Vikatapatin, Vikaṭāpatin, Vikata-patin: 1 definition
Vikatapatin means something in Jainism, Prakrit. If you want to know the exact meaning, history, etymology or English translation of this term then check out the descriptions on this page. Add your comment or reference to a book if you want to contribute to this summary article.
General definition (in Jainism)
Vikaṭāpatin (विकटापतिन्) is the name of a mountain in Jambūdvīpa which is situated in the “middle world” (madhyaloka), according to chapter 2.2 [ajitanātha-caritra] of Hemacandra’s 11th century Triṣaṣṭiśalākāpuruṣacaritra (“lives of the 63 illustrious persons”): a Sanskrit epic poem narrating the history and legends of sixty-three important persons in Jainism.
Accordingly:—“Making the division between these there are 7 mountain-ranges, bounding the zones: Himavat, Mahāhimavat, Niṣadha, Nīla, Rukmin, and Śikharin with equal diameter at the base and top. [...] In the space between Kṣudrahimavat and Mahāhimavat, there is a round Vaitāḍhya mountain, named Śabdāpātin. Between Śikharin and Rukmin is Mountain Vikaṭāpatin; Gandhāpātin is between Mahāhimavat and Niṣadha; Mālyavat is between the Nīla and Rukmin Mountains. All are cylindrical shaped and 1000 yojanas high”.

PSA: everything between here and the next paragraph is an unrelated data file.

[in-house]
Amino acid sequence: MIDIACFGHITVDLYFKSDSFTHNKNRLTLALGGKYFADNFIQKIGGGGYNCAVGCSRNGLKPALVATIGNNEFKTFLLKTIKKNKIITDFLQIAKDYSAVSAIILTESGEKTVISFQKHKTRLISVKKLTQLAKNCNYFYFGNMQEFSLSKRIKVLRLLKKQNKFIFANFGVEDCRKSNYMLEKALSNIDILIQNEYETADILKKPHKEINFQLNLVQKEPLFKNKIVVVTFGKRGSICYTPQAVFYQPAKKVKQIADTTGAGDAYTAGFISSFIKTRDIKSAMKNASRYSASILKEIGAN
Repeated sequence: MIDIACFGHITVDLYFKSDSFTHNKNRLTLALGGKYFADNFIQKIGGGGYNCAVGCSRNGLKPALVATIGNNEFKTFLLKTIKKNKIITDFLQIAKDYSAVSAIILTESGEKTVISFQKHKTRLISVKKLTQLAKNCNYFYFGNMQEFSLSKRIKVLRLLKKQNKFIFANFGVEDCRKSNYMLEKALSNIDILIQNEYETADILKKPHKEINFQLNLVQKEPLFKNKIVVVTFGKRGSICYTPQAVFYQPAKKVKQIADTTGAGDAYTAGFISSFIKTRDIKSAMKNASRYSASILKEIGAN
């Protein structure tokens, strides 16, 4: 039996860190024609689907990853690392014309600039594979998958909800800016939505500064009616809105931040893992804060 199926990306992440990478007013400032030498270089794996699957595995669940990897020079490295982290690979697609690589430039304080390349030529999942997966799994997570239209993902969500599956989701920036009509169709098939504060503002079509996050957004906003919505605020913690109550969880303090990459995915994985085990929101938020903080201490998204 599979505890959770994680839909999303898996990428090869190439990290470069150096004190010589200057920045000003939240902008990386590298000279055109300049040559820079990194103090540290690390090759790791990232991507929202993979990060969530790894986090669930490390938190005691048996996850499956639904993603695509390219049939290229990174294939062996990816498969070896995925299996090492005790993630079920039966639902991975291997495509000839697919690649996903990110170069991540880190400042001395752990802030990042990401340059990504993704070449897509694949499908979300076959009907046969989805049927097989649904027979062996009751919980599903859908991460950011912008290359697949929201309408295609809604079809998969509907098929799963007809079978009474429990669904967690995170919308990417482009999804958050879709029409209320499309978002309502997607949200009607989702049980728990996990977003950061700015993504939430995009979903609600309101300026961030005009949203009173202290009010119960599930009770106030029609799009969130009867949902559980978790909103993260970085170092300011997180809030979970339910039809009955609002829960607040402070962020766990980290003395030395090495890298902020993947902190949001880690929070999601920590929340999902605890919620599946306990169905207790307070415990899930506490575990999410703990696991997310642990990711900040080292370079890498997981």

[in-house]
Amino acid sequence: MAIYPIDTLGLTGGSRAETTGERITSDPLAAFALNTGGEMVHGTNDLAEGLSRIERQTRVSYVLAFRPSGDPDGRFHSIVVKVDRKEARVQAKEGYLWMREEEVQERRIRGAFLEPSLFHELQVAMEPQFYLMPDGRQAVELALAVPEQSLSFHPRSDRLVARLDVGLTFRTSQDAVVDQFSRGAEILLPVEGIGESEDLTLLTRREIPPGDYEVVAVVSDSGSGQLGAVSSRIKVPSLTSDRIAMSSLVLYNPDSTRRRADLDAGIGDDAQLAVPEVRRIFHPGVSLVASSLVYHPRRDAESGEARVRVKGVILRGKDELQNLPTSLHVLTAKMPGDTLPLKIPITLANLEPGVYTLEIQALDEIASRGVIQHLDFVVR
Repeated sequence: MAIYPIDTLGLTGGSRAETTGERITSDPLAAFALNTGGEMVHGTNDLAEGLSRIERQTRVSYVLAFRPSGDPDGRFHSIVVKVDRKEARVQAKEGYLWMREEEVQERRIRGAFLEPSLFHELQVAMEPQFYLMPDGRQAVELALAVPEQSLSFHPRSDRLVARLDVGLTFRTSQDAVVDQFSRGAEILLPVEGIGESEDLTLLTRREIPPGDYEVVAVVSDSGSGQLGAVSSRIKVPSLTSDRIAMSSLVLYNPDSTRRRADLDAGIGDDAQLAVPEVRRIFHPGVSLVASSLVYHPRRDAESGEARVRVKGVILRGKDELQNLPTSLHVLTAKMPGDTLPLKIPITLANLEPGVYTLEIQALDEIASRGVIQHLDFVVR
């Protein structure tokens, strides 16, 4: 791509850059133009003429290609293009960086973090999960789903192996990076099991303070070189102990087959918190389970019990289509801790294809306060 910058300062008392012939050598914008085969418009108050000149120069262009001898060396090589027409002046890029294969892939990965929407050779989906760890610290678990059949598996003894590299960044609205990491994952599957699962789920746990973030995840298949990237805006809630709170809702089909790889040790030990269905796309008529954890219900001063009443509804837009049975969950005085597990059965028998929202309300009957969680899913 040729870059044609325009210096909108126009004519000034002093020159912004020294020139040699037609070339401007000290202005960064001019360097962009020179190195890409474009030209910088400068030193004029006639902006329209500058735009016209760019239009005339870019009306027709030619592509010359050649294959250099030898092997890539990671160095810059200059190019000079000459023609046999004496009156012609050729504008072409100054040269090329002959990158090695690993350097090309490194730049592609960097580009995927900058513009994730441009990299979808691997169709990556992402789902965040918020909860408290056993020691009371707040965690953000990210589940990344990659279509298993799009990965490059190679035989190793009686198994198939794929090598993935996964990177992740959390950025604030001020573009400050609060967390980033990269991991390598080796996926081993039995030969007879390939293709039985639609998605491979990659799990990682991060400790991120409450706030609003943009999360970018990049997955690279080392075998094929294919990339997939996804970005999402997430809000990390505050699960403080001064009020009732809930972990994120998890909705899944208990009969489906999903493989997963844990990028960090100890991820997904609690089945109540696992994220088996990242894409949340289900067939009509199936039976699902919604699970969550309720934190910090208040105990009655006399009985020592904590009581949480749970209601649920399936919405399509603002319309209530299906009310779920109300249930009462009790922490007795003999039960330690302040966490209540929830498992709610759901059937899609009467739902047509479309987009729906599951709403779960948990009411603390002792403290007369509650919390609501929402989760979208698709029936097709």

Jainism is an Indian religion of Dharma whose doctrine revolves around harmlessness (ahimsa) towards every living being. The two major branches (Digambara and Svetambara) of Jainism stimulate self-control (or, shramana, ‘self-reliance’) and spiritual development through a path of peace for the soul to progess to the ultimate goal.
See also (Relevant definitions)
Partial matches: Pati, Vikata.
Full-text: Shikharin, Shabdapatin, Gandhapatin, Rukmin, Malyavat.
Search found 1 books and stories containing Vikatapatin, Vikaṭāpatin, Vikata-patin, Vikaṭā-patin; (plurals include: Vikatapatins, Vikaṭāpatins, patins). You can also click to the full overview containing English textual excerpts. Below are direct links for the most relevant articles:
Trishashti Shalaka Purusha Caritra (by Helen M. Johnson)
Part 23: Description of Jambūdvīpa < [Chapter III - The initiation and omniscience of Ajita]